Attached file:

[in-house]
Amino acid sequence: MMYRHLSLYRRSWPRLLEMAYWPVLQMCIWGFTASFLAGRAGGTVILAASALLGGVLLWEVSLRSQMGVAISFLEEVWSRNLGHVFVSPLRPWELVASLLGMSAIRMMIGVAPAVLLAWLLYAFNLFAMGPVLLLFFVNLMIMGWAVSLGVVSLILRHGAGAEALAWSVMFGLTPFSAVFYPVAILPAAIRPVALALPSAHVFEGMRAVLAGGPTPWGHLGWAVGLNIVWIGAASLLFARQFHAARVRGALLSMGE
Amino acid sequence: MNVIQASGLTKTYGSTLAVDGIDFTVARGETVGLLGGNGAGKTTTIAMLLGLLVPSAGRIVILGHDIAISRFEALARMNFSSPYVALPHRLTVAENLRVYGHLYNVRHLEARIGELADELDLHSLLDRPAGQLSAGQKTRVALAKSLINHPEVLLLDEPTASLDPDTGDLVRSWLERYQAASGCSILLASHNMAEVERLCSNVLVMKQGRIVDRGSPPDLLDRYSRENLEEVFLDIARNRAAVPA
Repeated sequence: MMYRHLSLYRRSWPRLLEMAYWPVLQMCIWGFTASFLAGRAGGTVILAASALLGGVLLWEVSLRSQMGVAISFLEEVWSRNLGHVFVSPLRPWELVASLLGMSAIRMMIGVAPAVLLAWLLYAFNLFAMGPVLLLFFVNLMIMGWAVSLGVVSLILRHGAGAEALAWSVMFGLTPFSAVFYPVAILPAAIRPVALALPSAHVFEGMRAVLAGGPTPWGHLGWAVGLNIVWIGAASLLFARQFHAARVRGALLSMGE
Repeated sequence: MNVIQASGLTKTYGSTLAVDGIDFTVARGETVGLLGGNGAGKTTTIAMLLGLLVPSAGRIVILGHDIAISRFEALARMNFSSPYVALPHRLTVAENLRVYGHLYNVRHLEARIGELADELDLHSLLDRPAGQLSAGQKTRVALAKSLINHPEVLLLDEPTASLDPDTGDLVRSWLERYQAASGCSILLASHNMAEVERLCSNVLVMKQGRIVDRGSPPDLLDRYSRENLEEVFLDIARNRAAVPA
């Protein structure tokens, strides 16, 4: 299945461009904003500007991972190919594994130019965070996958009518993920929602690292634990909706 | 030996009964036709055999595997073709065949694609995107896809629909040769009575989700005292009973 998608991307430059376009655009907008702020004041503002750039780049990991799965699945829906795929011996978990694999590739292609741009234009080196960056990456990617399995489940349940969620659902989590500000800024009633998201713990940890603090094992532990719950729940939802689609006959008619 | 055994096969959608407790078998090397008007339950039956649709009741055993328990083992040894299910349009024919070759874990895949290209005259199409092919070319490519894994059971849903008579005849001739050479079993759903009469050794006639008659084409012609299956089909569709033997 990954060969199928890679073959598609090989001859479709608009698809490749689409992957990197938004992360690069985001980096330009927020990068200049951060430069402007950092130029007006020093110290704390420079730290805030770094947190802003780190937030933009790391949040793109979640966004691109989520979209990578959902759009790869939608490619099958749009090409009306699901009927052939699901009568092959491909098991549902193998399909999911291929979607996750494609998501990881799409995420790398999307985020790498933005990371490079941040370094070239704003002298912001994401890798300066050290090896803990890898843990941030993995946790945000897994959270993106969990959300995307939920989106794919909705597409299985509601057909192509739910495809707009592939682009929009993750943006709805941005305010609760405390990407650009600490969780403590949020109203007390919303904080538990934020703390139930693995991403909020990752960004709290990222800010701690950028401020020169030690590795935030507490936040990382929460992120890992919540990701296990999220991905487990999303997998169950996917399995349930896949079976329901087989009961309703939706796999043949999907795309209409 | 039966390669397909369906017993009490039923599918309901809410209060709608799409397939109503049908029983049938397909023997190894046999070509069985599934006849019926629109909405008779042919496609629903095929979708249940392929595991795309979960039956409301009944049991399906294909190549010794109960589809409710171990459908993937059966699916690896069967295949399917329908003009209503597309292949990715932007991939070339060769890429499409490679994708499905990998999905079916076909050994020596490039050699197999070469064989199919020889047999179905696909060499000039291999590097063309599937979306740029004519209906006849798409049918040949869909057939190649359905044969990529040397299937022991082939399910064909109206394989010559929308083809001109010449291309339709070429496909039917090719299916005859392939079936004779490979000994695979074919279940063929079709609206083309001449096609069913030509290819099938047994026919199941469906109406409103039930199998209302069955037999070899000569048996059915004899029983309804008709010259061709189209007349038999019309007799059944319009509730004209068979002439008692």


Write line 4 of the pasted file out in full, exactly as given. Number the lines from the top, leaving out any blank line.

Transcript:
Repeated sequence: MMYRHLSLYRRSWPRLLEMAYWPVLQMCIWGFTASFLAGRAGGTVILAASALLGGVLLWEVSLRSQMGVAISFLEEVWSRNLGHVFVSPLRPWELVASLLGMSAIRMMIGVAPAVLLAWLLYAFNLFAMGPVLLLFFVNLMIMGWAVSLGVVSLILRHGAGAEALAWSVMFGLTPFSAVFYPVAILPAAIRPVALALPSAHVFEGMRAVLAGGPTPWGHLGWAVGLNIVWIGAASLLFARQFHAARVRGALLSMGE